In 1968, Lee Kopeke saw that there was a shortage of trained and licensed Aircraft Technicians for local aviation companies in Michigan, so he started a school at Willow Run Airport to train technicians for the growing industry. For almost 50 years MIAT College of Technology has been providing technicians to companies across the U.S.
During this same time, the industry was so busy growing, catering to customers’ needs, and making money, participants did not realize that the dynamics were quickly changing and external influences would begin to drain the industry of much needed talent. Non-aviation industries started stealing these highly trained technicians to work in their own industry. It didn’t take long for these maintenance-related industries to recognize the transferability of skills from these highly trained technicians.
To add fuel to the fire, high schools started pushing four year degrees, military personnel were staying active duty longer, television and media started influencing people to work in the entertainment industry, kids were no longer growing up on farms, and the backyard mechanic started to become a thing of the past. All these things together have created a perfect storm for the current Aircraft Technician shortage.
For several years there had been talk that there would be an Aircraft Technician shortage but it took until late 2016 for the media to pick up on it. Up to that point companies were filling their positions by stealing from each other and hiring was in cycles so they were just keeping up. Those days are gone and companies are now in panic mode because there are not enough current Airframe and Powerplant (A&P) students graduating out of schools to fill current or future positions. Also, current A&P employees are expected to start retiring at alarming rates.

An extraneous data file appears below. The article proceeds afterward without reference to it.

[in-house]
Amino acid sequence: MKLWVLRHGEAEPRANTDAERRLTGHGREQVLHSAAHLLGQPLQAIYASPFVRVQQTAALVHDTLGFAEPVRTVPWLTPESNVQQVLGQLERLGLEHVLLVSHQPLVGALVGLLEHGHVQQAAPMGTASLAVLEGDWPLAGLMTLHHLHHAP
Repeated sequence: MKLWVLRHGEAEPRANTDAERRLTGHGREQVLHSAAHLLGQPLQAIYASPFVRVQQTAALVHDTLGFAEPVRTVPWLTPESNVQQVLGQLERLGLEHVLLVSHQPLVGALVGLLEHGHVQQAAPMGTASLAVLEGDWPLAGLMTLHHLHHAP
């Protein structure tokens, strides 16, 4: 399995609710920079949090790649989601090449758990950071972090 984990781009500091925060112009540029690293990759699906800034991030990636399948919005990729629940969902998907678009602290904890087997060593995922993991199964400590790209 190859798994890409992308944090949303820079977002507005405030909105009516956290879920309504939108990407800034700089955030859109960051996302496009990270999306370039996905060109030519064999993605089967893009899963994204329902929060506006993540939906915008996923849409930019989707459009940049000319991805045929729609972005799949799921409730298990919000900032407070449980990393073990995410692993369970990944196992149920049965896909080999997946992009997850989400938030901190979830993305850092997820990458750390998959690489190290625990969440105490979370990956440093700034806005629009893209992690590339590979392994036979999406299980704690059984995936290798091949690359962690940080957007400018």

Because of this talent shortage, aviation and aerospace companies are all playing catch-up and putting together workforce planning teams to brainstorm every possible way to find more people to hire and to create hiring pipelines. Major industry players are so scared they are visiting the A&P schools across the U.S. to build relationships with students and staff. Companies are creating unique recruiting methods, visiting schools more often to build rapport with future graduates, and spending thousands of dollars on targeted marketing.
Additionally, companies are realizing that A&P schools cannot do this alone and they are offering programs and support to help get the word out about A&P technician careers. Some companies are so frightened by the lack of qualified technicians that they are even creating marketing campaigns to take into the elementary school level to entice future aviators.
To be competitive, companies have had to increase pay scales several times in the last 12 months, add more benefits, spend more money on recruiting, hire recruiters that specifically work with A&P schools, create a social media presence, and bring back perks such as tuition assistance and relocation packages. Many companies are also creating internships, apprenticeships, scholarships, and offering guaranteed interviews.
How long will this Aircraft Technician shortage last? Some believe it will follow a typical seven-year cycle while others do not expect to see it stop for many years due to all the upcoming retirements and the continued expected growth of the aviation industry.
It is time to step out of our comfort zone and explore ideas on how to share this exciting and rewarding career with more youth; it needs to be on their radar at an earlier age. There are not many careers for which you can complete training and obtain a federal certification in less than two years and have hundreds of career opportunities to choose from nationwide.
Amy Kienast is the Director Career Services at MIAT College of Technology and is a former hiring manager in the airline industry. She also stays active in the aviation community as a Board Member of ATEC (Aviation Technician Education Council), presents nationally on aviation careers, and volunteers at numerous aviation events. She can be reached at firstname.lastname@example.org.